The federal government's decadeslong war on marijuana, one of the most life-mangling policies ever enacted, could be ended with a single sentence: The Controlled Substances Act shall not apply to marijuana.
Put it in a bill, vote on the bill, pass the bill, sign the bill, done. Much of the federal government's drug war law enforcement machinery would grind to a halt. No legislative horse-trading, no Christmas tree–style gifts to favored constituencies, no giving old bureaucracies new responsibilities. Just the simple and urgent removal of the legal justification for grievous government harm.
This elegant approach, redolent of the 21st Amendment's repeal of federal alcohol prohibition, is untenable to big-government lifers like Senate Majority Leader Chuck Schumer (D–N.Y.), as Jacob Sullum has repeatedly detailed in these pages. But it's the shortest line to a point where a supermajority of Americans want policy to be. And it's a template that could and should be used, at every level of government, by every flavor of politician.
The internet is filled with listicles (many of them dubiously sourced) of colorfully archaic states' laws, about bouncing pickles or pronouncing Arkansas. A handful of states have law-revision commissions that go hunting for such deadwood in the legal code.
But there are more pressing outrages on the books right now whose speedy removal would reduce state-sanctioned injustice and relieve some of the immiserations of centrally-planned folly. A cross-partisan caucus of politicians, staffers, activists, commentators, and other professionals in the disreputable world of politics could and should band together on a case-by-case basis, identifying bad and harmful laws and regulations on the books, and propose direct legislative repeals.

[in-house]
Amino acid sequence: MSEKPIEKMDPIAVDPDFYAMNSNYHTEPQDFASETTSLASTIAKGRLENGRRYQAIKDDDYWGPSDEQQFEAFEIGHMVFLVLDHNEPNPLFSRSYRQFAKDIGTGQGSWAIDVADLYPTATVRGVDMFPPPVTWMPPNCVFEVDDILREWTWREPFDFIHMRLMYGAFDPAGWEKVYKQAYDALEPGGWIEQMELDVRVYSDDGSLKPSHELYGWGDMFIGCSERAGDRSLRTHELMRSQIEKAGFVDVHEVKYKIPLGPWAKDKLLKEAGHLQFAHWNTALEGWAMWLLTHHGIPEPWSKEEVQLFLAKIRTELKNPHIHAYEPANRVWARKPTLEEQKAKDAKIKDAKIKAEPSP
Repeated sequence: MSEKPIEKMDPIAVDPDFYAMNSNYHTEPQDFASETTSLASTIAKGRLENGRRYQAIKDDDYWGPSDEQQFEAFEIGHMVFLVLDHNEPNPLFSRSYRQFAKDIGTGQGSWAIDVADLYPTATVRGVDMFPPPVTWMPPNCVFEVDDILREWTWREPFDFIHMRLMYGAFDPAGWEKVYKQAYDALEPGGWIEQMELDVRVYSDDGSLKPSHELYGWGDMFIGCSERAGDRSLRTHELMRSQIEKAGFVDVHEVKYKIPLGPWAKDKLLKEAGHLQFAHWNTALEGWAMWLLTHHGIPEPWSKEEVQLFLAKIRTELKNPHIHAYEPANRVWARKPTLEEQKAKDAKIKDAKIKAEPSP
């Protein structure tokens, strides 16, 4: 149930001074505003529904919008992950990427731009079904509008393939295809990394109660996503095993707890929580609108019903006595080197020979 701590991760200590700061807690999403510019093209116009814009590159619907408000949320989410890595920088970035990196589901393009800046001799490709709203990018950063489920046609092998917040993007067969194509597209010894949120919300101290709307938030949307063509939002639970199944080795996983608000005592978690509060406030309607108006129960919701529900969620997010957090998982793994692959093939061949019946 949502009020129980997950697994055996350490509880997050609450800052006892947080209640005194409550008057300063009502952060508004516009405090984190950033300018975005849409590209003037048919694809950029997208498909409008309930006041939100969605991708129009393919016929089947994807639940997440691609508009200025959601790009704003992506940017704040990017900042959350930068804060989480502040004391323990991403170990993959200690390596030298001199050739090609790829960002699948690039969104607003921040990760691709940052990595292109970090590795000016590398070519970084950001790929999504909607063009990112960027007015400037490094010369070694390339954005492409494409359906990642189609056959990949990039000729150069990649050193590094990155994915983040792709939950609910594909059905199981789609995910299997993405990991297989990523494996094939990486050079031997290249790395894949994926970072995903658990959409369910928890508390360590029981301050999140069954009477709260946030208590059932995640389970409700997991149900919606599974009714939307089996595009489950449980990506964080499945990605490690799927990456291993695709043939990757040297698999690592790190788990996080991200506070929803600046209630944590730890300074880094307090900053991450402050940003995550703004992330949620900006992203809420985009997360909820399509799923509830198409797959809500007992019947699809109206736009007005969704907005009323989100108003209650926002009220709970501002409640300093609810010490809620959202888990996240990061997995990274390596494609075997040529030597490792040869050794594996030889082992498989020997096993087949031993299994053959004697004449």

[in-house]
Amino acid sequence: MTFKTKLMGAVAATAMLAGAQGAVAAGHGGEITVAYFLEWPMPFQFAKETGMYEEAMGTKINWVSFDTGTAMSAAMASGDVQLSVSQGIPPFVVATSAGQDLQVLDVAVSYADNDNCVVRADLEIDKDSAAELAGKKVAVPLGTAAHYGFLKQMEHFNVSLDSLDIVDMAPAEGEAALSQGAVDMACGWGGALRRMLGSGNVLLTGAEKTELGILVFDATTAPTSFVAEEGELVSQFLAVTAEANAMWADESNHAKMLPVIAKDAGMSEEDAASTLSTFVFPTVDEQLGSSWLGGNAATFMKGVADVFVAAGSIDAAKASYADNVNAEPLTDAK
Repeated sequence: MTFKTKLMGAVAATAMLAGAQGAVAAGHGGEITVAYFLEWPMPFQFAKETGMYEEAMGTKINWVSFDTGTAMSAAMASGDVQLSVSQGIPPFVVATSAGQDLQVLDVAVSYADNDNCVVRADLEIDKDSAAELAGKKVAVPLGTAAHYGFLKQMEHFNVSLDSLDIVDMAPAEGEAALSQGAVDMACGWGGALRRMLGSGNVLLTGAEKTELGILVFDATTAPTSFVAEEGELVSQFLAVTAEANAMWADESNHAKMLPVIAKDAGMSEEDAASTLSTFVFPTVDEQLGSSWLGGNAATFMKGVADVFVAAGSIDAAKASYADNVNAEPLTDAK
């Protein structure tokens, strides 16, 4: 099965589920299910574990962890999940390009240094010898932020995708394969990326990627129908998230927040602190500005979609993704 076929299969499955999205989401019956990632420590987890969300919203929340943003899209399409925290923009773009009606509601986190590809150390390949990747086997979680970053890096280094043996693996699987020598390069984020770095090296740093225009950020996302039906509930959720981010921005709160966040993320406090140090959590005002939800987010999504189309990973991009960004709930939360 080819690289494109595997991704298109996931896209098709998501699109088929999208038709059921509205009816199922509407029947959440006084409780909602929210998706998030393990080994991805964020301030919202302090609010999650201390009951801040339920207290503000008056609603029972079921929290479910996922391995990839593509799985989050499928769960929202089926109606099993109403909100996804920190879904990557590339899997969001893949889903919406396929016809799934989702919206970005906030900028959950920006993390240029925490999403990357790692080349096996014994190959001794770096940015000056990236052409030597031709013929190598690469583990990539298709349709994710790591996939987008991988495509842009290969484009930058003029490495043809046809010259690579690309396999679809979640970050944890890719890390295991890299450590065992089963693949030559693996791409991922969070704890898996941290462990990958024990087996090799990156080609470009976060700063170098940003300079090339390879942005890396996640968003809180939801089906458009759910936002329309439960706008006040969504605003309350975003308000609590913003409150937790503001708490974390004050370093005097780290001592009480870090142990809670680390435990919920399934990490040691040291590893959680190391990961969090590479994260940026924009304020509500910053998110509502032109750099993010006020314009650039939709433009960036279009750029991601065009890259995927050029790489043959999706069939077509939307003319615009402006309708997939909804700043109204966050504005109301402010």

The "Repeal" Caucus could rally around existing legislation—like the Ending Federal Marijuana Prohibition Act, or the repeal of the 2002 Authorization for Use of Military Force (AUMF) against Iraq. It could make and popularize the consistent and compelling argument that these anachronistic laws are used to inflict tangible damage on human beings. And then having gained a few victories and built some muscle memory, Repealers could go on to explore the joys of bad-law removal across the superstructure of government.
Among the many laws and regulations ripe for the excision:
- The Jones Act. A perennial libertarian target (oh look, here's another damning Cato Institute study from this week!), this protectionist 1920 law prohibits non-American ships from carrying cargo between two American ports, including far-flung islands in U.S. territories such as Hawaii and Guam. The result? Jacked up prices for basically all goods shipped to those destinations, including comparatively poor Puerto Rico. All to protect the builders and owners of fewer than 100 American ships.Here, let's let Capt. Andrew Heaton explain.
- Similarly, the Foreign Dredge Act of 1906 requires dredging ships to be American-built/owned/manned, thereby making the dredging and improving of U.S. ports considerably more expensive for no good reason at all. Good thing we don't have a supply chain problem!